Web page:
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Philae: Temple of Isis, First Pylon (Desc. Egy. 1799)

Fig.1: (top) Temple of Isis, west elevation. (bottom) First Pylon, viewed from the south (Description de l'Egypte 1809).

Philae was a major temple site located on an island near Aswan, just above the first Nile cataract. The focus of the site was a remarkable temple of Isis rebuilt in the Roman period. Isis was the mother of Osiris, a major Egyptian god during the Dynastic era. In the Roman period the cult of Isis became widespread across the empire.

This drawing by an artist from the French expedition in 1799 shows an elevation of the temple at top, and a rendering of the relief-covered  First Pylon or gateway at bottom. The pylon reliefs, here as at Edfu,  show Ptolemy XII  defeating his enemies, and presenting them to the deities Isis, Horus, and Hathor.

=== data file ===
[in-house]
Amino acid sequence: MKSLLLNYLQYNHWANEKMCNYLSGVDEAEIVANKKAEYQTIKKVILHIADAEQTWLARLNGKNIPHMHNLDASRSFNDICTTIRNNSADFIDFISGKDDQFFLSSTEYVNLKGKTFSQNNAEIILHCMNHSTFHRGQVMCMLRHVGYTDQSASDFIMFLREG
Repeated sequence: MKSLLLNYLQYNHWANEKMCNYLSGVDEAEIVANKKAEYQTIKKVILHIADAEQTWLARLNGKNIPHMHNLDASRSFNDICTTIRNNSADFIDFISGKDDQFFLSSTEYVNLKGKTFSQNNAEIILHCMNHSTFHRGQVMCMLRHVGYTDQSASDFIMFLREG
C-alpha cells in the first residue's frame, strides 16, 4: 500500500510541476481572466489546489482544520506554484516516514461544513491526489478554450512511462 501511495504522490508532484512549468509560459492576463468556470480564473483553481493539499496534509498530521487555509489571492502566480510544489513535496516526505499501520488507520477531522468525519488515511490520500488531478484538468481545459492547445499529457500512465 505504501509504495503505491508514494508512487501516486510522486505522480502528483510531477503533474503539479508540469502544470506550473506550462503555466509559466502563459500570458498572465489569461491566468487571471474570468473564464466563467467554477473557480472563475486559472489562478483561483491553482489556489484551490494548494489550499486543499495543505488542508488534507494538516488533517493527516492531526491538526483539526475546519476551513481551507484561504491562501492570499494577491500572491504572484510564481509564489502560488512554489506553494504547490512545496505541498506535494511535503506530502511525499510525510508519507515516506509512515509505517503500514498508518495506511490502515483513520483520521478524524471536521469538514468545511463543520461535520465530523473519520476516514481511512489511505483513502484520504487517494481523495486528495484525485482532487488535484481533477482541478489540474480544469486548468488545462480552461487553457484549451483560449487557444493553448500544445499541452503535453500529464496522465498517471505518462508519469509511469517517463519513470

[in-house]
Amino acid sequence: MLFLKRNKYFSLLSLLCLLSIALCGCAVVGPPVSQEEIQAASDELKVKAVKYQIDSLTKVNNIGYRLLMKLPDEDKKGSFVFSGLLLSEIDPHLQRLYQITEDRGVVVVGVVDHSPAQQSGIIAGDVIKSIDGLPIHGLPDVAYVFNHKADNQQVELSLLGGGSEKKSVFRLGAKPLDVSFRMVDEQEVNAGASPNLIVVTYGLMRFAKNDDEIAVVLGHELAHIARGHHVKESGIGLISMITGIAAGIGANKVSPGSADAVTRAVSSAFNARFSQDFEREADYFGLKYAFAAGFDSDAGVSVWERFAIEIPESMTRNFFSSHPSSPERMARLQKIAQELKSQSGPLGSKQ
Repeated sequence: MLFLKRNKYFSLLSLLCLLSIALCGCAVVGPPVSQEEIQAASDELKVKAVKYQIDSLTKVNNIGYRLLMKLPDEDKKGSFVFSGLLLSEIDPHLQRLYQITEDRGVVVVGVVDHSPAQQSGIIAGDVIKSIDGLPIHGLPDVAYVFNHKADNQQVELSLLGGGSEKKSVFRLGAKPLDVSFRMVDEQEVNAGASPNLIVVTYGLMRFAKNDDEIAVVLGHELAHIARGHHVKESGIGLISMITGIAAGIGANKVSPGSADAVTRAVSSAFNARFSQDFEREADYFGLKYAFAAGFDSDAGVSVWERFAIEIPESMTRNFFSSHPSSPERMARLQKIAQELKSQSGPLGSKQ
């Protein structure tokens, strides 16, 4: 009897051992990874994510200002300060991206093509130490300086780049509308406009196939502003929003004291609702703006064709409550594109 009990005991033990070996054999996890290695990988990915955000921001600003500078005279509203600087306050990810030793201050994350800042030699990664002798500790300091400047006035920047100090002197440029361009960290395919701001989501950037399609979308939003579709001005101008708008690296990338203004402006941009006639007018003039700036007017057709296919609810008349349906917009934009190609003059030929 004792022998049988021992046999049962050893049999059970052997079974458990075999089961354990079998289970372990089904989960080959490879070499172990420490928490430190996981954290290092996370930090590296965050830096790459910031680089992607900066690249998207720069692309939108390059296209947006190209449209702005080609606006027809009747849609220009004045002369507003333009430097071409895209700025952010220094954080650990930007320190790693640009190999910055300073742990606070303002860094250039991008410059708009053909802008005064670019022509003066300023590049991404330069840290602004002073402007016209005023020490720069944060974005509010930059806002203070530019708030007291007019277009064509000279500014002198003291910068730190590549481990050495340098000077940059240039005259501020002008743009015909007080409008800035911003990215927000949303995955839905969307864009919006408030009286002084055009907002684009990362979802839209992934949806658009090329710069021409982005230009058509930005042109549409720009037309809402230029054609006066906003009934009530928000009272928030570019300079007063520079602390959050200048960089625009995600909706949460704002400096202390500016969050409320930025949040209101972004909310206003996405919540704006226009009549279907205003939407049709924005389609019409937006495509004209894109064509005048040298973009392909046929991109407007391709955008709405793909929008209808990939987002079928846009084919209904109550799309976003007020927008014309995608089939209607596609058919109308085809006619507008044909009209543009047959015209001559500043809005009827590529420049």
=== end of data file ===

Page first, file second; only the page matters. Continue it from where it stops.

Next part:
Philae remained an active center of traditional Egyptian worship into at least the 4th century AD, when a Coptic missionary reported seeing a ceremony of the falcon god Horus,  still being worshipped there. The last examples of Egyptian hieroglyphic inscriptions were found at Philae, from 394 AD. The latest demotic grafitti or informal inscriptions were also found on Philae, dating from AD 452.


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